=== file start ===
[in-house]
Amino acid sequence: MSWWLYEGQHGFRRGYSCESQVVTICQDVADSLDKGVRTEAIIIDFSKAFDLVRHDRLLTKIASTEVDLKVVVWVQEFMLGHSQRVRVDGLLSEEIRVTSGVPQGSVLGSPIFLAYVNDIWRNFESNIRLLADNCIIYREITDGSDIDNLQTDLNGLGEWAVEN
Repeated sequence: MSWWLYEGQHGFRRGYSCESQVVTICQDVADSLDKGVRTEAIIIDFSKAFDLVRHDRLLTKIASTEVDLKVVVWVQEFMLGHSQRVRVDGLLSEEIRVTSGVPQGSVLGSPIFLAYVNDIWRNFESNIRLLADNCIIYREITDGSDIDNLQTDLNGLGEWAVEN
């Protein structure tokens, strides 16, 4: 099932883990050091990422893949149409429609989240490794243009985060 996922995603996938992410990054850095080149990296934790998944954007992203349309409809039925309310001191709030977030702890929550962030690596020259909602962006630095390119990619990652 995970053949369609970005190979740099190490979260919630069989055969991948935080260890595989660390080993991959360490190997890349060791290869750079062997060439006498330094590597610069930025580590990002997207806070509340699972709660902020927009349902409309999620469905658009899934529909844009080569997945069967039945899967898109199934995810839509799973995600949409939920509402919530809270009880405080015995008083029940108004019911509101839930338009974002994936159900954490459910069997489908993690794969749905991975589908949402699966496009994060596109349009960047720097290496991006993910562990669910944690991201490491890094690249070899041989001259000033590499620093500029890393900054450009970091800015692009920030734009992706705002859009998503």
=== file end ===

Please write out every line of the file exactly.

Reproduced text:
[in-house]
Amino acid sequence: MSWWLYEGQHGFRRGYSCESQVVTICQDVADSLDKGVRTEAIIIDFSKAFDLVRHDRLLTKIASTEVDLKVVVWVQEFMLGHSQRVRVDGLLSEEIRVTSGVPQGSVLGSPIFLAYVNDIWRNFESNIRLLADNCIIYREITDGSDIDNLQTDLNGLGEWAVEN
Repeated sequence: MSWWLYEGQHGFRRGYSCESQVVTICQDVADSLDKGVRTEAIIIDFSKAFDLVRHDRLLTKIASTEVDLKVVVWVQEFMLGHSQRVRVDGLLSEEIRVTSGVPQGSVLGSPIFLAYVNDIWRNFESNIRLLADNCIIYREITDGSDIDNLQTDLNGLGEWAVEN
């Protein structure tokens, strides 16, 4: 099932883990050091990422893949149409429609989240490794243009985060 996922995603996938992410990054850095080149990296934790998944954007992203349309409809039925309310001191709030977030702890929550962030690596020259909602962006630095390119990619990652 995970053949369609970005190979740099190490979260919630069989055969991948935080260890595989660390080993991959360490190997890349060791290869750079062997060439006498330094590597610069930025580590990002997207806070509340699972709660902020927009349902409309999620469905658009899934529909844009080569997945069967039945899967898109199934995810839509799973995600949409939920509402919530809270009880405080015995008083029940108004019911509101839930338009974002994936159900954490459910069997489908993690794969749905991975589908949402699966496009994060596109349009960047720097290496991006993910562990669910944690991201490491890094690249070899041989001259000033590499620093500029890393900054450009970091800015692009920030734009992706705002859009998503």